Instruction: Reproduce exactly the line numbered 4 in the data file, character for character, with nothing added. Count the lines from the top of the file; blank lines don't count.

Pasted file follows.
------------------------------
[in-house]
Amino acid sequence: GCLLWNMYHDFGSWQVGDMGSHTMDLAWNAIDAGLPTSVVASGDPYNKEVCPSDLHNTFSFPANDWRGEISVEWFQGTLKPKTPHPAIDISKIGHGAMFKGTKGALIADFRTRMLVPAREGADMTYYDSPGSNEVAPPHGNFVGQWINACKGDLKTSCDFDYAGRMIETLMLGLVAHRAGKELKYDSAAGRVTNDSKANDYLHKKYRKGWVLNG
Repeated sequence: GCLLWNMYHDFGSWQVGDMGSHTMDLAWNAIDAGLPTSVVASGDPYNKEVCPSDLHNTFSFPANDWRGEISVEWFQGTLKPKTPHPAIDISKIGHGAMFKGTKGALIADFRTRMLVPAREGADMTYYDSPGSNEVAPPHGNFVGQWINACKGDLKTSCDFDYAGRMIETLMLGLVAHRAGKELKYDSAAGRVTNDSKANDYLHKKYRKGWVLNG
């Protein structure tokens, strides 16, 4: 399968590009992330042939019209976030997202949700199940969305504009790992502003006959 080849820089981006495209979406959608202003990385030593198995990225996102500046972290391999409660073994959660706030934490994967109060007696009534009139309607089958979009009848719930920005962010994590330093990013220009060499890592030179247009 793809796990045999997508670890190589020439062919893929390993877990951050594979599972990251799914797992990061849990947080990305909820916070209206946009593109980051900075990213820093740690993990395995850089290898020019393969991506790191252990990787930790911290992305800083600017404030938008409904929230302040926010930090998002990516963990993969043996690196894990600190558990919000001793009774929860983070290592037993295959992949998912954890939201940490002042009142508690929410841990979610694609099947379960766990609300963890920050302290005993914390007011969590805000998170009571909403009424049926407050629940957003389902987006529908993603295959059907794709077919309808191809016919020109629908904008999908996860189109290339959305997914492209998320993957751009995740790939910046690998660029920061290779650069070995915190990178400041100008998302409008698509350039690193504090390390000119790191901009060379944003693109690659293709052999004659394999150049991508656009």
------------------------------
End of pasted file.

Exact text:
């Protein structure tokens, strides 16, 4: 399968590009992330042939019209976030997202949700199940969305504009790992502003006959 080849820089981006495209979406959608202003990385030593198995990225996102500046972290391999409660073994959660706030934490994967109060007696009534009139309607089958979009009848719930920005962010994590330093990013220009060499890592030179247009 793809796990045999997508670890190589020439062919893929390993877990951050594979599972990251799914797992990061849990947080990305909820916070209206946009593109980051900075990213820093740690993990395995850089290898020019393969991506790191252990990787930790911290992305800083600017404030938008409904929230302040926010930090998002990516963990993969043996690196894990600190558990919000001793009774929860983070290592037993295959992949998912954890939201940490002042009142508690929410841990979610694609099947379960766990609300963890920050302290005993914390007011969590805000998170009571909403009424049926407050629940957003389902987006529908993603295959059907794709077919309808191809016919020109629908904008999908996860189109290339959305997914492209998320993957751009995740790939910046690998660029920061290779650069070995915190990178400041100008998302409008698509350039690193504090390390000119790191901009060379944003693109690659293709052999004659394999150049991508656009």